I love my morning green tea or dark coffee from a press. I love to drink it on the go out of my favourite house mug, not a travel mug. So there I am in the truck with a full mug of hot tea with no lid. It's dumb - especially because I like a clean truck. But I keep doing it, foolishly believing that all roads will be smooth today. Maybe I'm an optimist.
Everyone has their own capacity mentally, physically, financially, creatively. We have limits. There are only so many things we can pay attention to, only so many things we can accomplish. And it's different for everyone...
Seth Godin recently had a short but deep blog post that I wanted to share:
'Small dreams work this way: figure out what's available, then choose your favorite.
Important dreams are based on what needs to be done, and then... find your how.'
The concept is similar to what other authors present as 'lateral thinking' or 'beginning with the end in mind'...
WHY: PROFITING FROM THE RIGHT APPROACH
This week I met a new colleague, a fellow painter and business owner. He mentioned that he has been busy working 7 days/week in order to catch up on work prior to an upcoming family vacation. He is midstream on a small housing development of 10 homes that is progressing quickly. His phone is ringing with more work from the install department of a big box retailer. He was in the paint store at dinner time waiting for colour matches for the next day so he could keep his crew of seven guys running steady and keep the client's project moving forward. Then he said it...
'I've got 3 estimates waiting for me when I get home.'
Boy do I know that feeling. There goes the rest of his evening. A whole day dedicated to his painting business. A whole week. A whole month...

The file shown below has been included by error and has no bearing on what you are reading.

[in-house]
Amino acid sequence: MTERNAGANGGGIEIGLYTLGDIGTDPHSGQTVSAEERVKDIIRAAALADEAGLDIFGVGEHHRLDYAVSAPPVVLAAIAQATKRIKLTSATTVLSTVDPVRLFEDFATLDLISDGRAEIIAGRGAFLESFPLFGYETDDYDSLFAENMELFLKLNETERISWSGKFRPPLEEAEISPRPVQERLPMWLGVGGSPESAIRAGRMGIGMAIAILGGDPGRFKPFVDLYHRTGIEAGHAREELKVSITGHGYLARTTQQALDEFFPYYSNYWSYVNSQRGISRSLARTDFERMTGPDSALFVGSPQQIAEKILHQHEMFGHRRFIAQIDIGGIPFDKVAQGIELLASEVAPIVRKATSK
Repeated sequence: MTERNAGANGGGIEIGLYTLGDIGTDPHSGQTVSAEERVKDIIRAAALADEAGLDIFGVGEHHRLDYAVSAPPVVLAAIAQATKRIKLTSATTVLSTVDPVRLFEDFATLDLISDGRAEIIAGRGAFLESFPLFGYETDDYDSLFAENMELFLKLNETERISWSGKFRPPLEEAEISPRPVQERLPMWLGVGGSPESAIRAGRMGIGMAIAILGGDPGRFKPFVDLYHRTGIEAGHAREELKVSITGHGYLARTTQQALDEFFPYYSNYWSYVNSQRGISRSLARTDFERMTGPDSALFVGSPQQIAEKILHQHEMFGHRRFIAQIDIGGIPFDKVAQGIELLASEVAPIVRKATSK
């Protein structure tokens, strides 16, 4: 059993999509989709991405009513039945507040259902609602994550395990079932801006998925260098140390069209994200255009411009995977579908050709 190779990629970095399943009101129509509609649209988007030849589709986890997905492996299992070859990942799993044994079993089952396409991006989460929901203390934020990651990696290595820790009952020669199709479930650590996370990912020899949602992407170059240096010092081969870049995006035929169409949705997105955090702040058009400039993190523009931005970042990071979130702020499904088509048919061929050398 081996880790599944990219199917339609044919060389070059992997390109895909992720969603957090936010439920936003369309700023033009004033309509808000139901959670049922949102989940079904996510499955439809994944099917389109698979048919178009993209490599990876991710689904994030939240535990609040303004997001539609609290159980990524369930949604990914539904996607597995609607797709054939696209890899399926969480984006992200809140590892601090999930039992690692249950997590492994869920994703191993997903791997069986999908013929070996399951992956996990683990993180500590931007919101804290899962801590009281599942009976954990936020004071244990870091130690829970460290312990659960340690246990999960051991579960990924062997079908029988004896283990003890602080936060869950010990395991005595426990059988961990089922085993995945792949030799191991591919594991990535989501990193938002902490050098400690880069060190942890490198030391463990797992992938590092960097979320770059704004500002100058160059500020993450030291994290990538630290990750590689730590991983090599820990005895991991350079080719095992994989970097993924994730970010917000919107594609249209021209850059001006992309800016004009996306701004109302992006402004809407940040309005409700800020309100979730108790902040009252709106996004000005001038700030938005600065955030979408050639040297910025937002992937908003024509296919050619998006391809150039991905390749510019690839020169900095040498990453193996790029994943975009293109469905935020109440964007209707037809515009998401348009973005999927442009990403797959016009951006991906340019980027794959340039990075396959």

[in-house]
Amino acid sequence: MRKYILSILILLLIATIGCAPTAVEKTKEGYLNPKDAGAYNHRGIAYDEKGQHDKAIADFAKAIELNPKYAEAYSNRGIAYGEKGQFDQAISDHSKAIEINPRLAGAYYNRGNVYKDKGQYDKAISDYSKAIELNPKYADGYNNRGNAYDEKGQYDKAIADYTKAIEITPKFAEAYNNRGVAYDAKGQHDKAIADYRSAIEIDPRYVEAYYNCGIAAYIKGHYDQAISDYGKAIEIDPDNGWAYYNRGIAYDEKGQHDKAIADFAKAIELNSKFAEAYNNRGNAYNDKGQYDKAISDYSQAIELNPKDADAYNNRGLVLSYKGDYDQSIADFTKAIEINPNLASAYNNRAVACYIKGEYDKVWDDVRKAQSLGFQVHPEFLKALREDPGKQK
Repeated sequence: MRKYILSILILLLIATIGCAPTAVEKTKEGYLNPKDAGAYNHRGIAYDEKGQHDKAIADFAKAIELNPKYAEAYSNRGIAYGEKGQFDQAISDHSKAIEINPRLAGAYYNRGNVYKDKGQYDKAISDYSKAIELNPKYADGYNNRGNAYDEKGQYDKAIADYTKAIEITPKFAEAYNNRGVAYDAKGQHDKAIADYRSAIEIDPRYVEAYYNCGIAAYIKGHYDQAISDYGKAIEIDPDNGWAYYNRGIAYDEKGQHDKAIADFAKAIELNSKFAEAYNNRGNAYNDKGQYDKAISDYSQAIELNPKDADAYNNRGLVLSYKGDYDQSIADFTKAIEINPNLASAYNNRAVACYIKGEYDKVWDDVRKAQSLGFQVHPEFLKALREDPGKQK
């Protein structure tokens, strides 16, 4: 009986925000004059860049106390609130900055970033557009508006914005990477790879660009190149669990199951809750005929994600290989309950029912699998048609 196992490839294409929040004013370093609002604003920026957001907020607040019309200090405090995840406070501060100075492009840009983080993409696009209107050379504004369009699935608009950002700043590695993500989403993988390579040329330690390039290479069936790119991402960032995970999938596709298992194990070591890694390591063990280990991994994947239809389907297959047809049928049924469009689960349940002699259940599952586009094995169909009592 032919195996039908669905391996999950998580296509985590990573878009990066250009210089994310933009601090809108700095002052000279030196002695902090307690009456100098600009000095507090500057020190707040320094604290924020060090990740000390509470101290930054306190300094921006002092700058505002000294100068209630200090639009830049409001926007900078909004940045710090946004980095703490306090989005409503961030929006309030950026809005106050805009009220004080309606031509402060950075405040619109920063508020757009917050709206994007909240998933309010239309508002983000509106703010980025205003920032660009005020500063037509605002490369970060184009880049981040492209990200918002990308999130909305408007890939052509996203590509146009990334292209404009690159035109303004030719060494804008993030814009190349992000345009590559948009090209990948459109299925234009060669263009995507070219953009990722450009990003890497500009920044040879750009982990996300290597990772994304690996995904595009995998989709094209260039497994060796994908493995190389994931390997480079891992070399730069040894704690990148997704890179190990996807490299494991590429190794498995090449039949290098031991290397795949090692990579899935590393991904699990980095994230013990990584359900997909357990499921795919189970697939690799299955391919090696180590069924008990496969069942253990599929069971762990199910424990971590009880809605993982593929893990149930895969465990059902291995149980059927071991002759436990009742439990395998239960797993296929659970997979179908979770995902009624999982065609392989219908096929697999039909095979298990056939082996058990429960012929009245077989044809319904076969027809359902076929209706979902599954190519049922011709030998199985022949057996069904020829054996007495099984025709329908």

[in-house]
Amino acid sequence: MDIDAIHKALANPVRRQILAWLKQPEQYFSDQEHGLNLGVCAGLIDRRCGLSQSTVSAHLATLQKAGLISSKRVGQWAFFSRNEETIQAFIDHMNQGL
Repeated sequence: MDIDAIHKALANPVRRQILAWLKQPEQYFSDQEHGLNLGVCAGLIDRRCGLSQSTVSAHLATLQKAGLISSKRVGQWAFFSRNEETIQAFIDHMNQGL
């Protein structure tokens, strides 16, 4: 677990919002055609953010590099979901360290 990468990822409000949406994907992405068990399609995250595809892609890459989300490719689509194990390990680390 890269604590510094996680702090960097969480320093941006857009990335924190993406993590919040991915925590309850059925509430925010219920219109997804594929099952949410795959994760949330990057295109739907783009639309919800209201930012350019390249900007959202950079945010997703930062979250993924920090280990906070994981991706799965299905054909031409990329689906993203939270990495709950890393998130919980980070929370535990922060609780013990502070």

I've had a love, hate, love relationship with estimates...
The memory is vague but along the way somewhere I recall my father telling me something that my grandfather Wolfgang had said about work. My grandfather was a very intelligent man with a lot of life experience. It's not an exact quote, but the gist of it was:
'Work is a gift from God. To work is a basic human right and a human need. There is never a shortage of work to be done.'
For some reason those principles registered with me. It makes sense. Sure, sometimes there is a shortage of paying jobs, but there is always work that needs doing regardless of the time of year or the economic climate. This concept is liberating because it frees me to go out and create value, do something. A person needs not wait for an invitation, an opportunity, a phone call, etc. You can just simply get to work.
If you run your own painting business, there is little point waiting around for the phone to ring. You have the right to work, you don't have to wait for someone else to give you the opportunity. You can create your own.
This coincides with what I've noticed over the years. Its way easier to find work when you are busy working. So if its slow, try to find a way to keep busy. Find a way to add value to other people. Here are just a few ideas...
WHY: PROBLEM = OPPORTUNITY
Too often we think of opportunity as 'our ship coming in' (winning the lottery, getting an inheritance) or a door being opened for us (a promotion, an introduction, admittance to an institution, etc)
But what does opportunity really look like?
In my life opportunity often starts with a problem. The best opportunities are presented as problems because our aversion to pain is greater than our inertia. We often resist change until the pain and fear of change is less than the cost of maintaining the status quo.
Looking for opportunity? Look for problems...